Indonesian national oil company (NOC) Pertamina is seeking to farm-down stakes in some of its key domestic assets taken over from international oil companies (IOCs) exiting Indonesia.
Angola’s new regulator Agência Nacional de Petróleo, Gás e Biocombustíveis (ANPG) has held talks with various producers about supporting future production from Angola LNG.
SDX Energy has struck oil at the West Gharib block, in Egypt, and begun producing.
When in Aberdeen last weekend, I walked through Golden Square for the first time this year. I was shocked to see the number of empty buildings with ‘To Let’ signs on them in this once busy part of town. I knew things were hard in Aberdeen, but this really drove it home.
KPMG have been appointed as administrators for IMES Limited after the company went into administration.
Businesses across Europe’s oil capital have been feeling the pinch since the global decline in oil price.
Engineering is in Ollie Folayan’s DNA. His father considers himself to be number 23 in a long line of engineers. It meant a career in engineering was a natural choice for Mr Folayan, who loved tinkering with gadgets as a youngster. Mr Folayan, who is now the Aberdeen-based chairman of the Association for Black and minority ethnic Engineers (AFBE-UK), said: “When I was younger I always tended to break everything electronic. I tried to figure out how it worked. It could be as simple as trying to get the aerial to work on the TV to trying to understand cars.” Mr Folayan, 41, moved into a full-time engineering job at Babcock after earning his doctorate in fuels and combustion at Leeds University.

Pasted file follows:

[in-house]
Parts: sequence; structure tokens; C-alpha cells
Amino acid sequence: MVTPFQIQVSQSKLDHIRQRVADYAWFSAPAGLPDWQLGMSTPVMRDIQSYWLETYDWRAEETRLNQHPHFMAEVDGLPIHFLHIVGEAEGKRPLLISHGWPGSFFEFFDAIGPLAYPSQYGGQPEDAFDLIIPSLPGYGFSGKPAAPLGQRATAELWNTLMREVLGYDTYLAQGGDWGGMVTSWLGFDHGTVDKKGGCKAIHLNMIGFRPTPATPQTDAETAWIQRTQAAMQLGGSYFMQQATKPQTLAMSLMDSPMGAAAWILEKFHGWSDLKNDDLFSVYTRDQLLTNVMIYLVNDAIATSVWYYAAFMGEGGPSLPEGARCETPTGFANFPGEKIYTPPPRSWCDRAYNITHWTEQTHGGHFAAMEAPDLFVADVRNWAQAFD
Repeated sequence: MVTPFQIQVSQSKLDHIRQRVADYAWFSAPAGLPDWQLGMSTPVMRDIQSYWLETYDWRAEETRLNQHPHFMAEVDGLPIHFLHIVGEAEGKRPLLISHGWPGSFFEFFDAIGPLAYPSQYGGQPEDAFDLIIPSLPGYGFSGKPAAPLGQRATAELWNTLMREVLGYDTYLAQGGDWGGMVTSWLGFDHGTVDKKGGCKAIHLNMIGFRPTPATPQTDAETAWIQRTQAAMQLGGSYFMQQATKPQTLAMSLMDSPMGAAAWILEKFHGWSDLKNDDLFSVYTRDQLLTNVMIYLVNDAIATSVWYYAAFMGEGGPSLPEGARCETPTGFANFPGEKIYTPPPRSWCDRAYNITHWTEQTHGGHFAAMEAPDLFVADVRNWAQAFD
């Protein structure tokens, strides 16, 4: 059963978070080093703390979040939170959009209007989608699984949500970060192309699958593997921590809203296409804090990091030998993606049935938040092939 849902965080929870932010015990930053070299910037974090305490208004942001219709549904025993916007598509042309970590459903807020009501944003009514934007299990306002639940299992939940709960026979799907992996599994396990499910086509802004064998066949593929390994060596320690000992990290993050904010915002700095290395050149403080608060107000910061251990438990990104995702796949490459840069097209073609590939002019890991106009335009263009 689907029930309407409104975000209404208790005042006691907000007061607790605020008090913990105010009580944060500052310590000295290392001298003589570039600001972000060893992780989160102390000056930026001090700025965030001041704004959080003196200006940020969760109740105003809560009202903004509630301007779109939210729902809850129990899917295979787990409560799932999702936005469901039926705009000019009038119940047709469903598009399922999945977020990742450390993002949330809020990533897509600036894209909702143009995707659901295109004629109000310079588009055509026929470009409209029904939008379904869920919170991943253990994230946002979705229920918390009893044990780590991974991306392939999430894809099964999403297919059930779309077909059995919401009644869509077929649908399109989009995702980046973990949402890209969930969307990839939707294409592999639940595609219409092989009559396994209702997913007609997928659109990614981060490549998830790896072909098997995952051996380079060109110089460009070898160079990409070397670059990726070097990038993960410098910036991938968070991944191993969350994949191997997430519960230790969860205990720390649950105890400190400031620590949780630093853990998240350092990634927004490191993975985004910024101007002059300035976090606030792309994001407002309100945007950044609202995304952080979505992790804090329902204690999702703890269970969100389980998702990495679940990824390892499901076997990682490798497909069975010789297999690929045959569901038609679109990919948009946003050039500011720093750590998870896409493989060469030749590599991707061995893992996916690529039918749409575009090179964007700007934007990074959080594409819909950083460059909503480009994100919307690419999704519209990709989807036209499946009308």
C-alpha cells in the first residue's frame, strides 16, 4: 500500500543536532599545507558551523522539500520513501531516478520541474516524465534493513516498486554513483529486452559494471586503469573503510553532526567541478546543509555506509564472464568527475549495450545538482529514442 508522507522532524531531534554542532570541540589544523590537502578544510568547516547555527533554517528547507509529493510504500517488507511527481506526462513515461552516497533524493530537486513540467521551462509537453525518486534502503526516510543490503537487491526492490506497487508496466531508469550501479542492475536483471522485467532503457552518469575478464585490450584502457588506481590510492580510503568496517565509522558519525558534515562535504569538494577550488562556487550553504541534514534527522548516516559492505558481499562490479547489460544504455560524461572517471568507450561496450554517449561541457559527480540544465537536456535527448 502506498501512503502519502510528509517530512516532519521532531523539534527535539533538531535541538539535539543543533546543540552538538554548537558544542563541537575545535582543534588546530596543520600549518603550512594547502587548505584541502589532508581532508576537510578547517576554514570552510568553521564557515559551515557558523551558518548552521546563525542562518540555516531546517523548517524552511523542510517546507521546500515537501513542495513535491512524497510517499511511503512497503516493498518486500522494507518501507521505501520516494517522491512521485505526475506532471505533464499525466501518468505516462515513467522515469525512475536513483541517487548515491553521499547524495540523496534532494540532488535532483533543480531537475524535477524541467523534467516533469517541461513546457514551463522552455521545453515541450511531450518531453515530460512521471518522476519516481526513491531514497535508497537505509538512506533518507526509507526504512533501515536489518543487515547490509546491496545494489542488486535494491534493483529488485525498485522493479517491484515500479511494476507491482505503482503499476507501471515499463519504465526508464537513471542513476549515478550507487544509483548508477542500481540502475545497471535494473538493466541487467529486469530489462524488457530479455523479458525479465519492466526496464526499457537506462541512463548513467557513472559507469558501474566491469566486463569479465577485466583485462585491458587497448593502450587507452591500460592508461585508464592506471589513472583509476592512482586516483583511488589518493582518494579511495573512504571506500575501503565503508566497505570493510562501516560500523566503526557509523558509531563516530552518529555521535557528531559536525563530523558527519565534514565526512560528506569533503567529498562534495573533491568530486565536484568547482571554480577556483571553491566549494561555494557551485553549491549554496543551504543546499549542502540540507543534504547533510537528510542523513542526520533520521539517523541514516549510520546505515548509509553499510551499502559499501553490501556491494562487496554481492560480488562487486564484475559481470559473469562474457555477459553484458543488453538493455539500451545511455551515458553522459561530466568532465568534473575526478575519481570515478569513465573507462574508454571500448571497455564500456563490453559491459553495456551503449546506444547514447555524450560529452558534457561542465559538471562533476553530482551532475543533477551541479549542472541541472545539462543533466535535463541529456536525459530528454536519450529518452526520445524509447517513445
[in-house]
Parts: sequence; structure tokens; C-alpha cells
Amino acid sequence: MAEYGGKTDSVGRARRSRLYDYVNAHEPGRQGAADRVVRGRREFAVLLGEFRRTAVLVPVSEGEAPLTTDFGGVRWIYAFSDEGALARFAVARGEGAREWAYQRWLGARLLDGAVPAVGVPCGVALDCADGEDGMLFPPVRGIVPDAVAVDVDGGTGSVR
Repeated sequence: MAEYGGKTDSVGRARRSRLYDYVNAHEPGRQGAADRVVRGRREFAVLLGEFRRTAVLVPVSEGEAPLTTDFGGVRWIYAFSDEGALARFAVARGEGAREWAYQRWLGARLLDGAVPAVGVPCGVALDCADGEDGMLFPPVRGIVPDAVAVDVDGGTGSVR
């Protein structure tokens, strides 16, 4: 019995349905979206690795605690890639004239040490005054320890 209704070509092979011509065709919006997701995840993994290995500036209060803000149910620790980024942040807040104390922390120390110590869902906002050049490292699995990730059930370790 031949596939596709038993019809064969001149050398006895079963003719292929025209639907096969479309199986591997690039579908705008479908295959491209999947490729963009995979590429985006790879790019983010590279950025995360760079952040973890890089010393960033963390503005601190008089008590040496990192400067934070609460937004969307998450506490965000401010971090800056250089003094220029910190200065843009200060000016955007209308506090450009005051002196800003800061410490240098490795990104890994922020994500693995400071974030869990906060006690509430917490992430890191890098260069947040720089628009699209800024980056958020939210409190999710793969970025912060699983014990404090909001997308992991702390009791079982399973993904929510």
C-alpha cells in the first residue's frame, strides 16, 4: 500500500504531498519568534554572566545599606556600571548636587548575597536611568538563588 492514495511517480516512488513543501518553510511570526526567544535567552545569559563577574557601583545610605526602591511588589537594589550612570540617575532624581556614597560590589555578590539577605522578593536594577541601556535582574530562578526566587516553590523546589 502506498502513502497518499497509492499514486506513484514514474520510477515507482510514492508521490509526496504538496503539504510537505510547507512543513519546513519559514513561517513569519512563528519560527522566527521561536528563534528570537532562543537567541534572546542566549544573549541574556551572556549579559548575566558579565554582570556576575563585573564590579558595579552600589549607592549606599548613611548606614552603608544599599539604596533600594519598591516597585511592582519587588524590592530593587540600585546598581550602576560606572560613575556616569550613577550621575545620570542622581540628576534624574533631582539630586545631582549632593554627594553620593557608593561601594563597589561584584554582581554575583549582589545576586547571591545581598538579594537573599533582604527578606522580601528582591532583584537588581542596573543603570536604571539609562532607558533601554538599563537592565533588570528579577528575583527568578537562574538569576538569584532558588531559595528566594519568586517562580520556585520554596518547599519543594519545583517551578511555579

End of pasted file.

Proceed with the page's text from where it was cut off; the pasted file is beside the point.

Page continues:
China’s economy decelerated in the latest quarter but stronger spending by consumers who are emerging as an important pillar of growth helped to avert a deeper downturn. The world’s second-largest economy grew by 6.9% in the three months ended in September, the slowest since early 2009 in the aftermath of the global financial crisis, data showed. That was down from the previous quarter’s 7%. Weakening trade and manufacturing have fuelled concern about possible job losses and unrest. The communist government has cut interest rates five times since last November in an effort to shore up growth. The latest figures highlight the two-speed nature of China’s economy in the midst of a marathon effort by the Communist Party to nurture self-sustaining growth based on domestic consumption and reduce reliance on trade and investment. Manufacturers are shrinking and shedding millions of jobs while consumer-oriented businesses expand.
Japanese stocks fell, dragged down by energy explorers as oil prices declined and mobile carriers after Prime Minister Shinzo Abe called for lower phone rates. Mobile carriers NTT Docomo Inc., KDDI Corp. and SoftBank Group Corp. sank at least 5.5 percent after Abe said reducing the burden on households from mobile phone fees is an important issue to tackle. Energy explorer Inpex Corp. declined 6 percent as crude oil traded below $45 a barrel. Kansai Electric Power Co. climbed 1.9 percent as utilities led gains on the Topix index. Shipper Kawasaki Kisen Kaisha Ltd. jumped 1.8 percent after Mitsubishi UFJ Morgan Stanley Securities Co. raised its investment rating. The Topix slipped 0.9 percent to 1,466.37 as of 12:58 p.m. in Tokyo, swinging from a gain of 0.5 percent after last week capping its biggest weekly increase in almost two months. Volume was 34 percent below the 30-day intraday average. The Nikkei 225 Stock Average dropped 1.4 percent to 18,001.12. Both the Federal Reserve and Bank of Japan are holding policy meetings this week.
With WTI on the precipice of breaking below $40/bbl, chatter abounds on just how low oil prices can go from here, with some discussing prices in the low $30s, or potentially lower. While this type of price action is not without possibility, Bentek does not believe this is rooted in fundamentals, but rather, would be a short term phenomenon spurred by speculative trade capitulation and/or a brief storage shock. In terms of the former, should the paper losses from traders holding long positions in oil become too difficult to bear, the market has the potential for a short term rout if/when there is a liquidation of positioning.